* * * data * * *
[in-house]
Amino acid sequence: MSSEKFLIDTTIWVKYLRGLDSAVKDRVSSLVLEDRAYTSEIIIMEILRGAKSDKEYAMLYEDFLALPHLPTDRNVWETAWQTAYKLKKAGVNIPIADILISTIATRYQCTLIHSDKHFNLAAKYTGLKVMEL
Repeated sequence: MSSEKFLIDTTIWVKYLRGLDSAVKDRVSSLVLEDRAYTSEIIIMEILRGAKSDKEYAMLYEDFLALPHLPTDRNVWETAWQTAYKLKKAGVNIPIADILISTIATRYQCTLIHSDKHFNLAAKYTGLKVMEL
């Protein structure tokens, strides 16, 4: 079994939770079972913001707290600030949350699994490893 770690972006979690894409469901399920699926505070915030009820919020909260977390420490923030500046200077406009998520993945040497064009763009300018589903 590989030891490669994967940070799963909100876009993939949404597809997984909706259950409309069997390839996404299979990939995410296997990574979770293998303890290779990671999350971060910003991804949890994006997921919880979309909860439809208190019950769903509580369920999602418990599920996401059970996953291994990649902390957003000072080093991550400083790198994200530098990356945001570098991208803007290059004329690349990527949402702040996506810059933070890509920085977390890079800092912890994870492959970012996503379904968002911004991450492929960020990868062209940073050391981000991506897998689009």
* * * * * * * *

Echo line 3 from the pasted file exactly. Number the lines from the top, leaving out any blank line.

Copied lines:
Repeated sequence: MSSEKFLIDTTIWVKYLRGLDSAVKDRVSSLVLEDRAYTSEIIIMEILRGAKSDKEYAMLYEDFLALPHLPTDRNVWETAWQTAYKLKKAGVNIPIADILISTIATRYQCTLIHSDKHFNLAAKYTGLKVMEL